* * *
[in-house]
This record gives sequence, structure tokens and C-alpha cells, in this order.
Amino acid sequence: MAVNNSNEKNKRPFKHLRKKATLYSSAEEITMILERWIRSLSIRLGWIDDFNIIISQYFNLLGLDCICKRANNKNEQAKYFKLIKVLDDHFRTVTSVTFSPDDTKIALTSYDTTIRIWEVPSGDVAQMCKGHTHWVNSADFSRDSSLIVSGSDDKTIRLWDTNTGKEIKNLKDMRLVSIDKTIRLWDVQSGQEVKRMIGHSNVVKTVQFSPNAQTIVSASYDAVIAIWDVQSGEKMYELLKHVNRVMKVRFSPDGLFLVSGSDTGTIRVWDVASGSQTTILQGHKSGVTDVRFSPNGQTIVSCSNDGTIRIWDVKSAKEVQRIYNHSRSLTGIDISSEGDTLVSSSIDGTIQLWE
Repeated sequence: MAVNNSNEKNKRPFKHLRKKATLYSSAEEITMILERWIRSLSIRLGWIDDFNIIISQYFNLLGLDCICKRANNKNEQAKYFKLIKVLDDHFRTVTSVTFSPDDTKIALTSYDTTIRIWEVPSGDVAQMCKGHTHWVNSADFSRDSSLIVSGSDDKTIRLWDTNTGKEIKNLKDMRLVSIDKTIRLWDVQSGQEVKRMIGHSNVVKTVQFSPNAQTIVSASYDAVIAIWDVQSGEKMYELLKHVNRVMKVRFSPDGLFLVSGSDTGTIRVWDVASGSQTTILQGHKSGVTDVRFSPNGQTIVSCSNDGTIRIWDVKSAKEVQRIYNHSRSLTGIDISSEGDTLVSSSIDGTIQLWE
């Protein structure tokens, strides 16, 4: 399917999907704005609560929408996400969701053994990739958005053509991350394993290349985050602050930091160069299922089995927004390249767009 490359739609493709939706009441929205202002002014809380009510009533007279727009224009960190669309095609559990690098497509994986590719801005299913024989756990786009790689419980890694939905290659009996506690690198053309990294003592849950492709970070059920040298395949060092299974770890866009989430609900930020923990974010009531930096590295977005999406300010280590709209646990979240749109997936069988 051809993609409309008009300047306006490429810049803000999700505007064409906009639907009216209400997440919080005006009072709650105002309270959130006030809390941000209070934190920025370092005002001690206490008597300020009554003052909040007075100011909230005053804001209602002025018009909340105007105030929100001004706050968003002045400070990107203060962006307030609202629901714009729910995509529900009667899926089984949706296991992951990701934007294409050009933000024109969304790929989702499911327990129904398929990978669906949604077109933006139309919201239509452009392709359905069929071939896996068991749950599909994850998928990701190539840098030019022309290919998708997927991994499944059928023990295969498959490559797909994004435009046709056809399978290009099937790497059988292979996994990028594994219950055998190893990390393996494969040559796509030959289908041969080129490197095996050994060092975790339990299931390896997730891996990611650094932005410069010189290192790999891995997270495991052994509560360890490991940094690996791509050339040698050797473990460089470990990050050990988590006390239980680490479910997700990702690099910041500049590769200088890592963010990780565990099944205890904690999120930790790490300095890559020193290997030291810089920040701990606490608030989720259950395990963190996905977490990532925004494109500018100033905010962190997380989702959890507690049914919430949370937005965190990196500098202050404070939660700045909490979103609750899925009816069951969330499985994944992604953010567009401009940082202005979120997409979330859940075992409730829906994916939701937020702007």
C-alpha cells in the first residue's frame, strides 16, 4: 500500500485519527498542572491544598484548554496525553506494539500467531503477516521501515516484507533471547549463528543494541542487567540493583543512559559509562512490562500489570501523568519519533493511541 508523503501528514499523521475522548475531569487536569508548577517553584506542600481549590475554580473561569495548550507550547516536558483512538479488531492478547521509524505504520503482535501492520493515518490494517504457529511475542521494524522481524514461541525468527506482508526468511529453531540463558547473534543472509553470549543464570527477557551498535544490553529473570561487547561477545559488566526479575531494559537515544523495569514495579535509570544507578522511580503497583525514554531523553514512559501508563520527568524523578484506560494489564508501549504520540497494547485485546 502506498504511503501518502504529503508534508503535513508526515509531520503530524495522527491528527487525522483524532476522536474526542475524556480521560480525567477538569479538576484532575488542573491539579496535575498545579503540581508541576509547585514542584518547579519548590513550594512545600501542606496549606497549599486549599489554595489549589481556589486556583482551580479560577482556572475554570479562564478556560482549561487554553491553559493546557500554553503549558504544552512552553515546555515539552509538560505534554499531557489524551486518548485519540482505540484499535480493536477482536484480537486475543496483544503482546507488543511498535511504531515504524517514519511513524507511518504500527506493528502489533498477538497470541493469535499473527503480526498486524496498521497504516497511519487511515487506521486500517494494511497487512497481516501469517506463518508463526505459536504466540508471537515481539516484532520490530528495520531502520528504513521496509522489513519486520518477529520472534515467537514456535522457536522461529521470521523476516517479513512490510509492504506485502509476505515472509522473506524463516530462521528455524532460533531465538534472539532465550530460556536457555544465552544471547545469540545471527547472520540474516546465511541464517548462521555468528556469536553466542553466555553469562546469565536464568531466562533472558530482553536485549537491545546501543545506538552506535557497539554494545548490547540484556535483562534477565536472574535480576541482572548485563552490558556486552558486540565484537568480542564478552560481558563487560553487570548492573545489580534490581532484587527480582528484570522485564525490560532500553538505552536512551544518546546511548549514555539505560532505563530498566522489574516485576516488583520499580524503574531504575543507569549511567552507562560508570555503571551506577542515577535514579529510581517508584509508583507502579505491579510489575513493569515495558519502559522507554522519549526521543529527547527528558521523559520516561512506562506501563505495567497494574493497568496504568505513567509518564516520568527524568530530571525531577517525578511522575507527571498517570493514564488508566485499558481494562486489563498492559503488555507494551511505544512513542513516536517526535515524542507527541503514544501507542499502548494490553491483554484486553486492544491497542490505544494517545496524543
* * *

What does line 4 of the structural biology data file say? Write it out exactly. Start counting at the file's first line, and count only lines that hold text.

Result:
Repeated sequence: MAVNNSNEKNKRPFKHLRKKATLYSSAEEITMILERWIRSLSIRLGWIDDFNIIISQYFNLLGLDCICKRANNKNEQAKYFKLIKVLDDHFRTVTSVTFSPDDTKIALTSYDTTIRIWEVPSGDVAQMCKGHTHWVNSADFSRDSSLIVSGSDDKTIRLWDTNTGKEIKNLKDMRLVSIDKTIRLWDVQSGQEVKRMIGHSNVVKTVQFSPNAQTIVSASYDAVIAIWDVQSGEKMYELLKHVNRVMKVRFSPDGLFLVSGSDTGTIRVWDVASGSQTTILQGHKSGVTDVRFSPNGQTIVSCSNDGTIRIWDVKSAKEVQRIYNHSRSLTGIDISSEGDTLVSSSIDGTIQLWE